Because we hear so much about vehicle crashes caused by drivers under the influence of alcohol or drugs, it can be a surprise to learn that drunk and drugged driving is not the leading cause car wrecks. In fact, driving under the influence (DUI) isn’t even the second. The number one cause of vehicle crashes in the U.S. is distracted driving.
Distracted driving is the more realistic way to describe the American habit of “multi-tasking” while driving: talking on the phone, eating, texting, fixing hair and makeup, and even reading the newspaper are some ways we get in trouble behind the wheel. These days, smartphones and other handheld devices are responsible for a lot of distraction: when drivers use them while driving, they are four times as likely to have a car crash than drivers who keep their hands on the wheel and their minds, and eyes, on the road.
A study by the University of Southern California (USC)’s Annenberg Center for the Digital Future found that the majority of respondents (87 percent) said that messaging while driving is unsafe. However, more than one out of five admitted that they send or check texts while driving. It’s illegal in most states, but that doesn’t keep some of us from indulging in this bad habit.
Americans love speed and efficiency as much as we love multi-tasking. According to drivers.com, “drive-thrus, ATMs, and corner stores are just some examples of our need for speed.” Speeding while driving is the second leading cause of vehicle crashes today, according to the U.S. Department of Transportation. Driving at dangerous speeds contributes to about a third of crashes.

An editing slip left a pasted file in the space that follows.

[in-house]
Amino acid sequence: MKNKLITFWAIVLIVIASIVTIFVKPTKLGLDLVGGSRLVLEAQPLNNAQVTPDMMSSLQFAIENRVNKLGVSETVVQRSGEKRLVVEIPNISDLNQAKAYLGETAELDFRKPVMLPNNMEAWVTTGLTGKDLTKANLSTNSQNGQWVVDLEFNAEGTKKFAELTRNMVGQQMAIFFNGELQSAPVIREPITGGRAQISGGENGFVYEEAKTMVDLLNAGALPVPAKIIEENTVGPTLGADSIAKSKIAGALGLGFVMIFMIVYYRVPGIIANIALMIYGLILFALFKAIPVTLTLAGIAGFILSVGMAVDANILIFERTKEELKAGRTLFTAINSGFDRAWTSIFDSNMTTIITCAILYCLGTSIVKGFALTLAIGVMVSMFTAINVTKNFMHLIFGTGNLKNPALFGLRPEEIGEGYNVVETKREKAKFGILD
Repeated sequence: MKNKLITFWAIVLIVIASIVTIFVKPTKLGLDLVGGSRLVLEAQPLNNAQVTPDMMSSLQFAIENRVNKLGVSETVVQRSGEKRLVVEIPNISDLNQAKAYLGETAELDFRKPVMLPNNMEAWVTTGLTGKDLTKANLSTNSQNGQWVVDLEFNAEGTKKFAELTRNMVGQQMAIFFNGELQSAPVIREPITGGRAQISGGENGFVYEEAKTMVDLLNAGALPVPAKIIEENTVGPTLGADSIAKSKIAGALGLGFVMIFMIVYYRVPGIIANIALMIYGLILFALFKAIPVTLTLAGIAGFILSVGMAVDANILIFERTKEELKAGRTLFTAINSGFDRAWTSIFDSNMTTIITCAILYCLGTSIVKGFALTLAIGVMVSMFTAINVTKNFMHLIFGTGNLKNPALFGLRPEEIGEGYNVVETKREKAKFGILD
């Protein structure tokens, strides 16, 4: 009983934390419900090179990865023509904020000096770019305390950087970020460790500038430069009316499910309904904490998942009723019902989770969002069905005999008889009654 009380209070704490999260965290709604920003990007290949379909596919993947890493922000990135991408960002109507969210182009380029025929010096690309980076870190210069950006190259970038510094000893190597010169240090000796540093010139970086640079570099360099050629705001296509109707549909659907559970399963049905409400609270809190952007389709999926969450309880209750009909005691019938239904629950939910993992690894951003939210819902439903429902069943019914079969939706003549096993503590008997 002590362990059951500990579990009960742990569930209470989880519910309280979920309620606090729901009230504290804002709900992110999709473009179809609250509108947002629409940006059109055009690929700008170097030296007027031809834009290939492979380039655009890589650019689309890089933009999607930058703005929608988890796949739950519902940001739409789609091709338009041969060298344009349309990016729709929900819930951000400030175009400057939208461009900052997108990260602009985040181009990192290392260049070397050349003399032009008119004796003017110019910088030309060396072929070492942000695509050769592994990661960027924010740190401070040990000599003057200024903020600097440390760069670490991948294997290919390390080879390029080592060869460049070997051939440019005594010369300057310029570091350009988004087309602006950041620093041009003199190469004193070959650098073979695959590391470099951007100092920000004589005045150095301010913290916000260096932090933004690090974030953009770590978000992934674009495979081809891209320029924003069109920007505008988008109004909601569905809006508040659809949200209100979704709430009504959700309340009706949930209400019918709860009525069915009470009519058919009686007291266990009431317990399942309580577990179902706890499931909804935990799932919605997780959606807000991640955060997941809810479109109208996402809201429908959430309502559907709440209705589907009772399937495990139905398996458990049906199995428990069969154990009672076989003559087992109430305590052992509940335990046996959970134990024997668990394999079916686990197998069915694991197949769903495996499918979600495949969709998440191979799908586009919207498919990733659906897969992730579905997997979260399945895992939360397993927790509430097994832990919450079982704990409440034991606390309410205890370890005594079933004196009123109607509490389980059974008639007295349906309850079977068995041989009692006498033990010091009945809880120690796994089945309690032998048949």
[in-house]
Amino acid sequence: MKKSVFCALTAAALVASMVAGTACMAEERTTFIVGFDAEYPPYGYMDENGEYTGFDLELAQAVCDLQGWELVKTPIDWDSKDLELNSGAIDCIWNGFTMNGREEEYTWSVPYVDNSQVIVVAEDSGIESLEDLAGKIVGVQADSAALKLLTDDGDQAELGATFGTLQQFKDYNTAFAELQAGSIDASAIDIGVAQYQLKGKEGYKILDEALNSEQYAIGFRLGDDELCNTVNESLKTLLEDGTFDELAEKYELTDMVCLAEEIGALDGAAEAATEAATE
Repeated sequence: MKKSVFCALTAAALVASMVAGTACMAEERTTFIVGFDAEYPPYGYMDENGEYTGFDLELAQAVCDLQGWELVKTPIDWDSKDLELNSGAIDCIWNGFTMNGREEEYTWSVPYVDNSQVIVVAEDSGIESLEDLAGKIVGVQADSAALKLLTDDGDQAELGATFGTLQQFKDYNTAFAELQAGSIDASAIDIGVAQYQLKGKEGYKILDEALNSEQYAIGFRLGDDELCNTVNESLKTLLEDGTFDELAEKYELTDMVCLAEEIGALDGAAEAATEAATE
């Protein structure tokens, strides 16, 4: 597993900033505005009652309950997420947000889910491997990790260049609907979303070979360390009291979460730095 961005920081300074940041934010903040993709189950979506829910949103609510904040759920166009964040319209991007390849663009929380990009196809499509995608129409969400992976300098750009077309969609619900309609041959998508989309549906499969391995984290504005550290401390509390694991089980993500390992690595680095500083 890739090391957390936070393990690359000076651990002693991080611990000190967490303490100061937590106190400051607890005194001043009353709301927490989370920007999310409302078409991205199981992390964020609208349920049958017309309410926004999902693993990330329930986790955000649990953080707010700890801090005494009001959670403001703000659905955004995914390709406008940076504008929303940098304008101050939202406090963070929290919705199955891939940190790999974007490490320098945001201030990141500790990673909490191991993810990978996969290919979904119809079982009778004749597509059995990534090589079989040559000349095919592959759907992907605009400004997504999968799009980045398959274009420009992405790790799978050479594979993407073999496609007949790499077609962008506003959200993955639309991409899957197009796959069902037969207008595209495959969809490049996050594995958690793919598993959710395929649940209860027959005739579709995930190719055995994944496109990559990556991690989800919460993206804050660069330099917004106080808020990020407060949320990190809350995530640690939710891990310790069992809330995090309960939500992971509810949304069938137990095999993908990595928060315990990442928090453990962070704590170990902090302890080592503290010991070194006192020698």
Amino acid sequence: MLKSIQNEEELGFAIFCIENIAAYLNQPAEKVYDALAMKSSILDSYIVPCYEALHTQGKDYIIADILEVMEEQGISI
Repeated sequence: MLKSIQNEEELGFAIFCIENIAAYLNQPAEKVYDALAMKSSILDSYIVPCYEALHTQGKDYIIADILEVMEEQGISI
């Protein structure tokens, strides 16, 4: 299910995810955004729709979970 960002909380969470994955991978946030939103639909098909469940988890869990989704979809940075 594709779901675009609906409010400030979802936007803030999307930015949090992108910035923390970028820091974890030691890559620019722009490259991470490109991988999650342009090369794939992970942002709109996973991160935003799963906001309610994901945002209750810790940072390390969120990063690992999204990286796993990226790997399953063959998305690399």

Holder of the bronze medal, as mentioned above, is DUI, which is the third-leading cause of vehicle crashes. Mothers Against Drunk Driving (MADD) estimates that 300,000 incidents of drunk driving occur daily, resulting in almost 10,000 deaths a year and almost 300,000 injuries. By MADD’s estimates, about one-third of people arrested for drunk driving are repeat offenders, and the average offender drives drunk 80 times before that first arrest. Clearly, this is a significant problem, made worse by the fact that it is completely preventable.
When we talk about driving under the influence of drugs, the other “DUI,” the image that comes to mind may be that of reckless users of illegal substances like heroin, cocaine, meth or marijuana. But a nationwide study of fatal crashes in 2010 found that 46.5 percent of drivers who tested positive for drugs were using a prescription drug. Prescription or recreational, though, we have to remember that our medications can impair our driving abilities.
If you have been injured in a DUI, you need to know that you may be entitled to a type of damage award that is rarely available in other car crash cases. Punitive damages, intended not to compensate the injured person for damages incurred, but to punish the person who caused the injury for committing an outrageous act – and to discourage a repeat, sometimes can be larger, and even much larger, than the compensatory damages normally available in these cases. (Because of the potential for punitive damages, DUI can greatly enhance the value of a case and even make it worthwhile to bring a claim that would otherwise not be worth pursuing.)
Other major causes of crashes include maintenance failure or defective parts that cause the vehicle to malfunction—think of all of the recalls by automakers and tire manufacturers in recent years. Proper vehicle maintenance can make a big difference in preventing crashes, so be sure to regularly check your brakes, tires and lights.
Ken Crosson is the owner and lead attorney of the Crosson Law Group, a personal injury and business litigation law firm in Marietta, Georgia, serving the entire Atlanta metropolitan area and surrounding counties. The Crosson Law Group team is ready to help you and your family recover when you have suffered a serious injury. Call (678) 909-0770 or contact us via email today to schedule a free case evaluation.